In Frontiers in artificial intelligence
Even in highly-developed countries, as many as 15-30% of the population can only understand texts written using a basic vocabulary. Their understanding of everyday texts is limited, which prevents them from taking an active role in society and making informed decisions regarding healthcare, legal representation, or democratic choice. Lexical simplification is a natural language processing task that aims to make text understandable to everyone by replacing complex vocabulary and expressions with simpler ones, while preserving the original meaning. It has attracted considerable attention in the last 20 years, and fully automatic lexical simplification systems have been proposed for various languages. The main obstacle for the progress of the field is the absence of high-quality datasets for building and evaluating lexical simplification systems. In this study, we present a new benchmark dataset for lexical simplification in English, Spanish, and (Brazilian) Portuguese, and provide details about data selection and annotation procedures, to enable compilation of comparable datasets in other languages and domains. As the first multilingual lexical simplification dataset, where instances in all three languages were selected and annotated using comparable procedures, this is the first dataset that offers a direct comparison of lexical simplification systems for three languages. To showcase the usability of the dataset, we adapt two state-of-the-art lexical simplification systems with differing architectures (neural vs. non-neural) to all three languages (English, Spanish, and Brazilian Portuguese) and evaluate their performances on our new dataset. For a fairer comparison, we use several evaluation measures which capture varied aspects of the systems' efficacy, and discuss their strengths and weaknesses. We find that a state-of-the-art neural lexical simplification system outperforms a state-of-the-art non-neural lexical simplification system in all three languages, according to all evaluation measures. More importantly, we find that the state-of-the-art neural lexical simplification systems perform significantly better for English than for Spanish and Portuguese, thus posing a question if such an architecture can be used for successful lexical simplification in other languages, especially the low-resourced ones.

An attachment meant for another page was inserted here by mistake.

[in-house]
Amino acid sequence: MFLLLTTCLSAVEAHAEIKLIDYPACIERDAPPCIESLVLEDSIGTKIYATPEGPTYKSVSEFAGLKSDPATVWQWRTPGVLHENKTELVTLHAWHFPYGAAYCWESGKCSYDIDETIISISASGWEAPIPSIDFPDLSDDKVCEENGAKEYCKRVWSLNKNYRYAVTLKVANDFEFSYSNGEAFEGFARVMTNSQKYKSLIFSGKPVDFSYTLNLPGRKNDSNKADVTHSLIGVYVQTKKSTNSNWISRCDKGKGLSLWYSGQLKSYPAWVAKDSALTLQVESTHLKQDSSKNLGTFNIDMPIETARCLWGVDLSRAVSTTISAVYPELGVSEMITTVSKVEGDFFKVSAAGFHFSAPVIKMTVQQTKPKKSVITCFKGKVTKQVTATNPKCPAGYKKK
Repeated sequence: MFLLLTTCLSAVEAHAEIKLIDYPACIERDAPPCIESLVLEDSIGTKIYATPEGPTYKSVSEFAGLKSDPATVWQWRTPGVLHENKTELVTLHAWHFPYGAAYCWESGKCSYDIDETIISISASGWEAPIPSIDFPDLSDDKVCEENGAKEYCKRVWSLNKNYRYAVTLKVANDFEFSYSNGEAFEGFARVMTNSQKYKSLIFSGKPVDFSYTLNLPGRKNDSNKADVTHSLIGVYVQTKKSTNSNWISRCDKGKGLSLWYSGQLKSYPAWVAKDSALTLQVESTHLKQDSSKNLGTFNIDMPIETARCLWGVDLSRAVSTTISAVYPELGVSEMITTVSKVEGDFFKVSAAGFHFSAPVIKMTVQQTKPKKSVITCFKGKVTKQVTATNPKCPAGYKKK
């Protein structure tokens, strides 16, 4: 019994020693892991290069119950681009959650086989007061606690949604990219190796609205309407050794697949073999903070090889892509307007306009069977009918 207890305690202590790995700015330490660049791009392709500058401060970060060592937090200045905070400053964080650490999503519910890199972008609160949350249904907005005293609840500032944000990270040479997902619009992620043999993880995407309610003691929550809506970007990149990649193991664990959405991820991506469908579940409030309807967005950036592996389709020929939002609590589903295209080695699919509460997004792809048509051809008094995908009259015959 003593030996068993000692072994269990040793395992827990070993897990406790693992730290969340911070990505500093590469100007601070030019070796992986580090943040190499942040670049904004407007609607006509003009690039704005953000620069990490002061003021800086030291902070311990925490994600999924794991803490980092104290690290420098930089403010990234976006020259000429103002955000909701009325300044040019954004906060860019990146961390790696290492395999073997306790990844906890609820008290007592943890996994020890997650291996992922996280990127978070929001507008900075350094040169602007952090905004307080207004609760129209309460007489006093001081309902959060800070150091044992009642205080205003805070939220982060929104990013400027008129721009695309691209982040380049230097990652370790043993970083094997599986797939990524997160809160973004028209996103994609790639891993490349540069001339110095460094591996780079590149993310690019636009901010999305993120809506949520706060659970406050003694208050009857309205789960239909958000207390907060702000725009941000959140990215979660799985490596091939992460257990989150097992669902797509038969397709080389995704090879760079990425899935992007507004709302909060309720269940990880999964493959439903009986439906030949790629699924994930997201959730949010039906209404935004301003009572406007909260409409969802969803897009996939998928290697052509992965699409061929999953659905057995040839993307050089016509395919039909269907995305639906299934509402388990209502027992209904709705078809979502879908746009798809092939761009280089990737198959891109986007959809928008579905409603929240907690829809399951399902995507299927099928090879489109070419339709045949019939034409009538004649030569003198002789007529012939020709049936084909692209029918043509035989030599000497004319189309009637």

Štajner Sanja, Ferrés Daniel, Shardlow Matthew, North Kai, Zampieri Marcos, Saggion Horacio
artificial intelligence for social good, benchmark datasets, evaluation methodologies, lexical simplification, low-resource tasks, natural language processing